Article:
Emotional labour in professional and semi-professional team sports: an Australian player perspective

Steven Kiely

    Research output: ThesisDoctoral Thesis

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    Abstract

    [Truncated abstract] Emotional labour is a concept first coined by Hochschild (1983), and is most aptly defined as “the process of regulating feelings and expressions to achieve the organizations goals” (Grandey, 2000, p. 97). Emotional labour has been the subject of numerous qualitative and quantitative inquiries in a myriad of scholarly fields including psychology, sociology, and organisational behaviour. Indeed, research spanning 20 years has highlighted the pervasiveness of emotional labour in numerous occupational contexts. The field of sport psychology has traditionally ignored the extant literature from distinct, yet related psychology disciplines, which may explain why emotional labour and other relevant topics have not previously been investigated. In view of this, sport psychology researchers have called for the inclusion of concepts from organisational psychology to extend knowledge in this realm (Fletcher & Wagstaff, 2009; Gardner, 1995). While a number of theories and concepts from the field of organisational psychology have been examined in sport settings, including goalsetting (Locke & Latham, 1985) emotional intelligence (Gordon, 2001; Latimer et al., 2007) and organizational citizenship behaviour (Aoyagi, Cox, & McGuire, 2008), there are still a number of unexplored theories and concepts that could be valuable to the development of knowledge in the sport and exercise psychology domain (Fletcher & Wagstaff, 2009). Accordingly, the purpose of this thesis was to explore the emotional labour of professional and semi-professional athletes in team sports. A multimethod research design was utilised in order to better understand the concept of emotional labour, in addition to facilitating its development in the substantive area under investigation. After a brief overview of the research project, the opening chapters provide the reader with an in-depth understanding of emotional labour. Chapter II examines the development of the emotional labour construct in addition to its potential antecedents and outcomes. A meta-analytic review of emotional labour research is then presented in Chapter III to inform both the wider emotional labour literature and the current research. Chapter IV presents the main findings of an exploratory qualitative study investigating the emotional labour of professional and semi-professional athletes in team sports. Given the nature of this study, a grounded theory methodology was employed to develop a descriptive and exploratory theory which identifies both the content and context of emotional labour, in addition to potential antecedents, consequences, and moderators. These findings were compared and contrasted with the extant emotional labour literature, which were found to share both similarities and differences. Practical implications, limitations, and directions for future research are discussed. Utilising the findings generated from Chapter IV, a theoretical model was proposed and tested in Chapter V. Path analysis was employed to test an exploratory model, which was found to be a suitable fit. The results of this analysis suggest that emotional labour can have a negative impact on psychological well-being, and that individual differences may predict the frequency and type of emotional labour performed. Practical implications, limitations, and directions for future research are also discussed...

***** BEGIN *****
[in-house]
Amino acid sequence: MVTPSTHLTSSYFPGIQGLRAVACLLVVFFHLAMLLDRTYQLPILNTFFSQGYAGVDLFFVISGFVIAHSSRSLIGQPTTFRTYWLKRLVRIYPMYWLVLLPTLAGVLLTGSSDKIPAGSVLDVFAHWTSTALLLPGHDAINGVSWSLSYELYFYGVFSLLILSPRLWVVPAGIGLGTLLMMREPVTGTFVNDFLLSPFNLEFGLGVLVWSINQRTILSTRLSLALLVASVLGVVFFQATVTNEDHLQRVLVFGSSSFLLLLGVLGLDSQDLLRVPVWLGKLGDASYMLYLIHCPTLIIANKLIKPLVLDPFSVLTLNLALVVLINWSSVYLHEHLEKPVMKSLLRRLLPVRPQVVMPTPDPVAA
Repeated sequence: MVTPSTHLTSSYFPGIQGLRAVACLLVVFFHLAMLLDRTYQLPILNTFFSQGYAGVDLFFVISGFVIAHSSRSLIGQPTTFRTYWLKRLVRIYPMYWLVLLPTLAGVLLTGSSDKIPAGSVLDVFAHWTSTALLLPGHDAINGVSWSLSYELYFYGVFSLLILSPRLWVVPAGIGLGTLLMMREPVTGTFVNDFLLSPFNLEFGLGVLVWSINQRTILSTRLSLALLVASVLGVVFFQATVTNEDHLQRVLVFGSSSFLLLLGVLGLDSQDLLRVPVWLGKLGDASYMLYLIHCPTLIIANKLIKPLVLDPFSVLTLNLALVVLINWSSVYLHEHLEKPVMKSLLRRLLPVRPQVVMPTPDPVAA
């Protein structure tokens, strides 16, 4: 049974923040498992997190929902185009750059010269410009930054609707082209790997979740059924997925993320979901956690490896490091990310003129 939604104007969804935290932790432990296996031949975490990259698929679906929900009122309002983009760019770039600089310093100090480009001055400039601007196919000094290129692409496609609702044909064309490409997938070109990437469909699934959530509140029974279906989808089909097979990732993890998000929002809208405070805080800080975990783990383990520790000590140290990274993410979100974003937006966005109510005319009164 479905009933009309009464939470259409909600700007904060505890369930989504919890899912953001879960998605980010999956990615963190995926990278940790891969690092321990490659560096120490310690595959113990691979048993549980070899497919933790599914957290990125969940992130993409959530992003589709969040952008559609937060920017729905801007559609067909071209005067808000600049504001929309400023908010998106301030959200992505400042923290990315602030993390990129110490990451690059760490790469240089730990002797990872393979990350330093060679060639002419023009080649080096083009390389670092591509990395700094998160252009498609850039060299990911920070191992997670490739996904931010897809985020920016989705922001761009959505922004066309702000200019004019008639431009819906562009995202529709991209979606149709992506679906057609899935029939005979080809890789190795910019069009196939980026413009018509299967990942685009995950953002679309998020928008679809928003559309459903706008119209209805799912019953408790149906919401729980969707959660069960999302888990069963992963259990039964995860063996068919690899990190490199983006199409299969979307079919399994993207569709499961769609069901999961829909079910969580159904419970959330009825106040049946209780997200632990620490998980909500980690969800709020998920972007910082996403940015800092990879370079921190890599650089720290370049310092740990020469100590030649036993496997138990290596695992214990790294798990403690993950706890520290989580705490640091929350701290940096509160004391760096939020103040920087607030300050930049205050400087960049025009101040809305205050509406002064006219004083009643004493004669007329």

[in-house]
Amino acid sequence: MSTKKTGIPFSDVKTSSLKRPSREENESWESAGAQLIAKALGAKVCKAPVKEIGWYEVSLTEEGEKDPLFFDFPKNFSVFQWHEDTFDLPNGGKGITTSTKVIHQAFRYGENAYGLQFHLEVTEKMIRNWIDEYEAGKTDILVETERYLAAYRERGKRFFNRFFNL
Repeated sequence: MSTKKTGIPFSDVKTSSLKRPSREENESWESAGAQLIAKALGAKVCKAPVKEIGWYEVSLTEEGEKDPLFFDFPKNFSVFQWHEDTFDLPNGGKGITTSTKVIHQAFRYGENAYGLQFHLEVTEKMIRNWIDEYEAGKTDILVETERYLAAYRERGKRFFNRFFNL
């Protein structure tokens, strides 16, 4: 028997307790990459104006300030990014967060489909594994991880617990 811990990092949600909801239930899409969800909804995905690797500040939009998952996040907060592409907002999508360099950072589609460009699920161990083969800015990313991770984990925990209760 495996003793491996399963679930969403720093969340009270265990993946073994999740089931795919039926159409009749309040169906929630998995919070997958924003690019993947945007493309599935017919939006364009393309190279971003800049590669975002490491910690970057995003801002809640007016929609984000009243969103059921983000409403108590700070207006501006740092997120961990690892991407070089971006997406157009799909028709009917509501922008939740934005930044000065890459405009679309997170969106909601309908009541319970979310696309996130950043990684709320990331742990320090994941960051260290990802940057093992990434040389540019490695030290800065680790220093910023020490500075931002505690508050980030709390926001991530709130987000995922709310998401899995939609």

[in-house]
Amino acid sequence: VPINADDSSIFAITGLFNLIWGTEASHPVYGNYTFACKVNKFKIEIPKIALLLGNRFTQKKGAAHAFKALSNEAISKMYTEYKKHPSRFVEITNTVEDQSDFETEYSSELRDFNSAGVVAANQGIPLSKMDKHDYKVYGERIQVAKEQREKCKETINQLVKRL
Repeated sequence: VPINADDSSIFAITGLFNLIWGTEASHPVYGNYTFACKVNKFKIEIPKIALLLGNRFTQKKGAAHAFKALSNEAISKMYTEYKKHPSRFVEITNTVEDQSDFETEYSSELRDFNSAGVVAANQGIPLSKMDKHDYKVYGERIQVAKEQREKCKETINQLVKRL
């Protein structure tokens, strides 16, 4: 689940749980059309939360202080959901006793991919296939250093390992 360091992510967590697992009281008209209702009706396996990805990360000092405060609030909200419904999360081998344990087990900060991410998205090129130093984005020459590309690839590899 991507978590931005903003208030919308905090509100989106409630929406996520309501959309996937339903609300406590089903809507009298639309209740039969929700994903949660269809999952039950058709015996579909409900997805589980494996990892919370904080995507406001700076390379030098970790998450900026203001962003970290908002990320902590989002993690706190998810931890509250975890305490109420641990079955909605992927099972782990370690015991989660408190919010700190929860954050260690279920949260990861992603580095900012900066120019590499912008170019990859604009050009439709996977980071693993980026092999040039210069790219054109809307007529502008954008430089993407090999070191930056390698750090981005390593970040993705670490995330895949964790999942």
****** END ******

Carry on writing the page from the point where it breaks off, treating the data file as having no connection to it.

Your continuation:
Original languageEnglish
    QualificationDoctor of Philosophy
    Publication statusUnpublished - 2010

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